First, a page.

• The cost
  • The thermal expansion and conductivity
  • The dimensional stability with time
  • The surface adhesion properties for the conductor coatings
  • The manufacturability (ease of cutting, shaping, and drilling)
  • The porosity (for high vacuum applications we don't want a substrate which continually "outgasses" when pumped)
Types of substrate include plastics, sintered ceramics, glasses, and single crystal substrates (single crystals may have anisotropic dielectric constants; "anisotropic" means they are different along the different crystal directions with respect to the crystalline axes.)

Common substrate materials

Plastics are cheap, easily manufacturable, have good surface adhesion, but have poor microwave dielectric properties when compared with other choices. They have poor dimensional stability, large thermal expansion coefficients, and poor thermal conductivity.
  • Dielectric constant: 2.2 (fast substrate) or 10.4 (slow substrate)
  • Loss tangent 1/1000 (fast substrate) 3/1000 (slow substrate)
  • Surface roughness about 6 microns (electroplated)
  • Low themal conductivity, 3/1000 watts per cm sq per degree
Ceramics are rigid and hard; they are difficult to shape, cut, and drill; they come in various purity grades and prices each having domains of application; they have low microwave loss and are reasonably non-dispersive; they have excellent thermal properties, including good dimensional stability and high thermal conductivity; they also have very high dielectric strength. They cost more than plastics. In principle the size is not limited.
  • Dielectric constant 8-10 (depending on purity) so slow substrate
  • Loss tangent 1/10,000 to 1/1,000 depending on purity
  • Surface roughness at best 1/20 micron
  • High thermal conductivity, 0.3 watts per sq cm per degree K
Single crystal sapphire is used for demanding applications; it is very hard, needs orientation for the desired dielectric properties which are anisotropic; is very expensive, can only be made in small sheets; has high dielectric constant so is used for very compact circuits at high frequencies; has low dielectric loss; has excellent thermal properties and surface polish.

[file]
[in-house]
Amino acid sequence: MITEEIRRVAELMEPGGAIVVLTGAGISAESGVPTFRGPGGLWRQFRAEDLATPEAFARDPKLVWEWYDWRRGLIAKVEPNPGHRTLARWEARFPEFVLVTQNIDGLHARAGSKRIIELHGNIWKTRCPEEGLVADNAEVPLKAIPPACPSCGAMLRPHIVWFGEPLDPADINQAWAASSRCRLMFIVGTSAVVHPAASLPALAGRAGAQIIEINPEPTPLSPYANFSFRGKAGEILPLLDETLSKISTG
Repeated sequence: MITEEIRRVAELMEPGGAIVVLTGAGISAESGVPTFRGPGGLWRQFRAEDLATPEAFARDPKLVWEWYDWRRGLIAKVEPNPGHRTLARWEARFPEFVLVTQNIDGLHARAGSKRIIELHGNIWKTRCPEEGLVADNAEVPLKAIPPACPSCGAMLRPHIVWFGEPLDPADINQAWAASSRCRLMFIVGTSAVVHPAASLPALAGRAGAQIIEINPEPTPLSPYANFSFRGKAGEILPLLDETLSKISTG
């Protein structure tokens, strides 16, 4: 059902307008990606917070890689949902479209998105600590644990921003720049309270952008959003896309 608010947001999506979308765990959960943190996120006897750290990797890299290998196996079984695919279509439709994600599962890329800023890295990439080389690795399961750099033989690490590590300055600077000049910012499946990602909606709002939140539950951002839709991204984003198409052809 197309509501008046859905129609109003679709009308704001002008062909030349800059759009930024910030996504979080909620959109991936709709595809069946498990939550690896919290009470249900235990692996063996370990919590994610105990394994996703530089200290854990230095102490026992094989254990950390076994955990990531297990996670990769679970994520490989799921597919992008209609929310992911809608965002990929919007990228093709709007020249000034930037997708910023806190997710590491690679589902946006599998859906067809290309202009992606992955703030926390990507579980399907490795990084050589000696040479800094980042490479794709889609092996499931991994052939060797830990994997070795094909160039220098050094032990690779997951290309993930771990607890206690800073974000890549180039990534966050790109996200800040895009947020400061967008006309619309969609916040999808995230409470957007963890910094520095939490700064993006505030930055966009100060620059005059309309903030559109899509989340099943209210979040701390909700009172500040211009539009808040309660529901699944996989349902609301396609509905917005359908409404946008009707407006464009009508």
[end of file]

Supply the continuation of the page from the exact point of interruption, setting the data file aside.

• Dielectric constant 9.4 to 11.6 depending on crystal orientation (slow substrate)
  • Loss tangent 5/100,000
  • Surface roughness 1/100 micron
  • High thermal conductivity 0.4 watts per sq cm per degree K
Single crystal Gallium Arsenide (GaAs) and Silicon (Si) are both used for monolithic microwave integrated circuits (MMICs).
  • Dealing with GaAs first we have.....
    • Dielectric constant 13 (slow substrate)
    • Loss tangent 6/10,000 (high resistivity GaAs)
    • Surface roughness 1/40 micron
    • Thermal conductivity 0.3 watts per sq cm per degree K (high)
GaAs is expensive and piezoelectric; acoustic modes can propagate in the substrate and can couple to the electromagnetic waves on the conductors.

  • Now dealing with Silicon we have.....
    • Dielectric constant 12 (slow substrate)
    • Loss tangent 5/1000 (high resistivity)
    • Surface roughness 1/40 micron
    • Thermal conductivity 0.9 watts per sq cm per degree K (high)
The dielectric strength of ceramics and of single crystals far exceeds the strength of plastics, and so the power handling abilities are correspondingly higher, and the breakdown of high Q filter structures correspondingly less of a problem.

It is also a good idea to have a high dielectric constant substrate and a slow wave propagation velocity; this reduces the radiation loss from the circuits. However at the higher frequencies the circuits get impossible small, which restricts the power handling capability. For these applications one often choses fused quartz (dielectric constant 3.8).